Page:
When banks were bracing for damage to revenues from debit card fee caps two years ago, industry observers predicted they'd fight back with a new breed of hybrid products that steered consumers toward more lucrative credit card transactions.
Today, such predictions look overblown at best. Instead, many banks have kept hybrid credit and debit cards in testing mode for lengthy periods, suggesting that single cards offering dual payment options are yet to live up to their initial promise — and may never do so.
Problems the hybrid cards have run into include a lack of appeal among consumers and more technologically sophisticated alternatives that may have caused bankers to balk at investing in them.
The one exception: Fifth Third Bank (FITB), which says its hybrid Duo card has been a success.
Company executives declined to provide many metrics but did say that Duo, which was introduced in 2011, has recently accounted for about 25% of new monthly credit card accounts.
"We'll continue to make this a focus of our business, but it's not the focus of the business," said Julie Joseforsky, Fifth Third's head of debit, credit and prepaid cards.
Fifth Third checking account holders who use Duo are given a choice at the point of sale between conducting a debit or credit transaction. A big benefit to Fifth Third is that the millions of retailers that do not provide PIN keypads process all Duo sales as credit transactions, which are not subject to the two year-old debit fee caps.
"The product resonates with customers who have an affinity for both" credit and debit transactions, said Joseforsky.
Joseforsky downplayed the importance of added swipe fee revenues earned from checking account holders who use a Fifth Third credit card more than they would otherwise, saying that the new pricing rules were not a primary impetus for Duo's creation.
Even so, banks that have $10 billion or more in assets, and are subject to the fee cap, are clearly looking for ways to recoup some of the billions of dollars in revenue lost to the 2011 rules.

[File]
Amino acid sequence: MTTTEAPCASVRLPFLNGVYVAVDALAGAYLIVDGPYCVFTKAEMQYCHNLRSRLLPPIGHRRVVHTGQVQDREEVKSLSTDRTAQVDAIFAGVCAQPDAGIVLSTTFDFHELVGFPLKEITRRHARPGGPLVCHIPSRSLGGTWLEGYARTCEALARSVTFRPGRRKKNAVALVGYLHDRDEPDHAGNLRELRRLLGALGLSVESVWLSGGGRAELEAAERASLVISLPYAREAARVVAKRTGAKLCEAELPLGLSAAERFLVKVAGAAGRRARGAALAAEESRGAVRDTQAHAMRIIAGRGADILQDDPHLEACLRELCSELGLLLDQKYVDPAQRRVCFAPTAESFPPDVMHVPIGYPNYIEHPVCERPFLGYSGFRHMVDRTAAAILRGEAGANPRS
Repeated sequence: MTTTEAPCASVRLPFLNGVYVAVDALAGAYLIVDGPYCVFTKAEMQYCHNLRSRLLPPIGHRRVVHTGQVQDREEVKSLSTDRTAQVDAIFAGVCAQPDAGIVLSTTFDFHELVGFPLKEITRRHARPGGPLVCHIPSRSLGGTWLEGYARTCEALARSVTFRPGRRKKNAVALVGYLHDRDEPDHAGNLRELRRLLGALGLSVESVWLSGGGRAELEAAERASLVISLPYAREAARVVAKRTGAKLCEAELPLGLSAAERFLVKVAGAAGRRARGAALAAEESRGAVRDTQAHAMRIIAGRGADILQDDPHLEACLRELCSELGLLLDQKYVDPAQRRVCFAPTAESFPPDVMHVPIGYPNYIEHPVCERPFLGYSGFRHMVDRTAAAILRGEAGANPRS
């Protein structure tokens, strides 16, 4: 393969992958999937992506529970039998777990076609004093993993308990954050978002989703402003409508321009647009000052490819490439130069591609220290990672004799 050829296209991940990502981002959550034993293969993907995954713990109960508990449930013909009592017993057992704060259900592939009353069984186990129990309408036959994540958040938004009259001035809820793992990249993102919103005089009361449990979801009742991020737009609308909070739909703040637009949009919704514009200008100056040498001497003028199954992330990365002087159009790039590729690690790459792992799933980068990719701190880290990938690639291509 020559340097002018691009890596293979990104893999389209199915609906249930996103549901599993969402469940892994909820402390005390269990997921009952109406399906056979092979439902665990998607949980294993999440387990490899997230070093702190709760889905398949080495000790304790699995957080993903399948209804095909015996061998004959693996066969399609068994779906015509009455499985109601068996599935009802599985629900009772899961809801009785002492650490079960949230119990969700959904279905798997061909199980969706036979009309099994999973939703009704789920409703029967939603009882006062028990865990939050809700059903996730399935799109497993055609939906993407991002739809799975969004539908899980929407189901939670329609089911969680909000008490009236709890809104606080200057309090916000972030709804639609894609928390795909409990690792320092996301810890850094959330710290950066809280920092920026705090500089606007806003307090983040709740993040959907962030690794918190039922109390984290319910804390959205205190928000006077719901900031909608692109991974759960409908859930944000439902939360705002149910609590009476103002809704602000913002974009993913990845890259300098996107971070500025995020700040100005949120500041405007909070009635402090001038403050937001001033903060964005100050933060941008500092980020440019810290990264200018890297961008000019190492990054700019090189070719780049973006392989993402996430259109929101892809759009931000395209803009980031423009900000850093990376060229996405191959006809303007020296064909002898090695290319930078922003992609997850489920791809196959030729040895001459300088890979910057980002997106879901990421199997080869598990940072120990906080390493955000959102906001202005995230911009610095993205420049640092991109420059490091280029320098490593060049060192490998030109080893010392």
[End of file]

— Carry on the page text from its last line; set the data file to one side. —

TSYS, Total Systems Services Inc. (TSS), a Columbus, Ga.-based payment processor, has launched a product aimed at capitalizing on such demand, but it has received a muted reception among banks.
The product allows bank customers to route transactions to either a credit card or a linked checking account, based on parameters they set in advance. A customer might choose, for example, to send all purchases under $25 to his checking account. Because of the product's structure, all transactions are considered credit card purchases and are not subject to the interchange fee cap that applies to debit card transactions.
TSYS said a couple of U.S. banks that issue credit cards are currently testing its product. That's the same update the company gave in August 2011, suggesting it has gotten limited traction.
"We're pleased with where we are at this point," said Sarah Hartman, senior director of payment solutions at TSYS. "I think with the economy being the way it was until the last year or so, there just weren't a lot of people [card issuers] being very aggressive with a lot of different pilots. And I think we're seeing activity picking up."
Citigroup (NYSE:C), one of the nation's largest card issuers, appears to be putting the brakes on a related project. The New York bank is close to shuttering pilot testing of its 2G card, as reported last week. The 2G card is based on technology from Dynamics, Inc., which allows consumers to select either debit or credit at the cash register.